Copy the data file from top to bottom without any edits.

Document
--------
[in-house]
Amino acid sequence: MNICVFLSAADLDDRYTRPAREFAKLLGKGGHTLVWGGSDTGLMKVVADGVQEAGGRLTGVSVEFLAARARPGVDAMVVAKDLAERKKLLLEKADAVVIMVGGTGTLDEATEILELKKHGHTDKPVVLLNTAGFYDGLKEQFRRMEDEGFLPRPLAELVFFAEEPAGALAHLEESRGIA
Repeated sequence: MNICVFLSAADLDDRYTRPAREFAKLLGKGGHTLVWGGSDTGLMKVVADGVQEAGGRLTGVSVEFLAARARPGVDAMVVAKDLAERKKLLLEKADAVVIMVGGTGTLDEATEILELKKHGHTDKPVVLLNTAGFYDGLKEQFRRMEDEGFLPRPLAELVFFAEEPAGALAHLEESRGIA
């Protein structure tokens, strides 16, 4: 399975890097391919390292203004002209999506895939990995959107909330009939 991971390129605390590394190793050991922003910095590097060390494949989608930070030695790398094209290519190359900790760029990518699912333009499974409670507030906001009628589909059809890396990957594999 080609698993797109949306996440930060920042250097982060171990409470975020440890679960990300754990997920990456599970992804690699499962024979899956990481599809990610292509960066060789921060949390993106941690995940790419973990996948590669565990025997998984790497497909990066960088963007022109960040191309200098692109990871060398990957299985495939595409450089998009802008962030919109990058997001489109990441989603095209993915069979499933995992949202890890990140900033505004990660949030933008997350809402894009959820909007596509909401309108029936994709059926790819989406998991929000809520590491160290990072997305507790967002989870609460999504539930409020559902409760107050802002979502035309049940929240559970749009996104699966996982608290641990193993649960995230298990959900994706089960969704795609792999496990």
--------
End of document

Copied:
[in-house]
Amino acid sequence: MNICVFLSAADLDDRYTRPAREFAKLLGKGGHTLVWGGSDTGLMKVVADGVQEAGGRLTGVSVEFLAARARPGVDAMVVAKDLAERKKLLLEKADAVVIMVGGTGTLDEATEILELKKHGHTDKPVVLLNTAGFYDGLKEQFRRMEDEGFLPRPLAELVFFAEEPAGALAHLEESRGIA
Repeated sequence: MNICVFLSAADLDDRYTRPAREFAKLLGKGGHTLVWGGSDTGLMKVVADGVQEAGGRLTGVSVEFLAARARPGVDAMVVAKDLAERKKLLLEKADAVVIMVGGTGTLDEATEILELKKHGHTDKPVVLLNTAGFYDGLKEQFRRMEDEGFLPRPLAELVFFAEEPAGALAHLEESRGIA
């Protein structure tokens, strides 16, 4: 399975890097391919390292203004002209999506895939990995959107909330009939 991971390129605390590394190793050991922003910095590097060390494949989608930070030695790398094209290519190359900790760029990518699912333009499974409670507030906001009628589909059809890396990957594999 080609698993797109949306996440930060920042250097982060171990409470975020440890679960990300754990997920990456599970992804690699499962024979899956990481599809990610292509960066060789921060949390993106941690995940790419973990996948590669565990025997998984790497497909990066960088963007022109960040191309200098692109990871060398990957299985495939595409450089998009802008962030919109990058997001489109990441989603095209993915069979499933995992949202890890990140900033505004990660949030933008997350809402894009959820909007596509909401309108029936994709059926790819989406998991929000809520590491160290990072997305507790967002989870609460999504539930409020559902409760107050802002979502035309049940929240559970749009996104699966996982608290641990193993649960995230298990959900994706089960969704795609792999496990």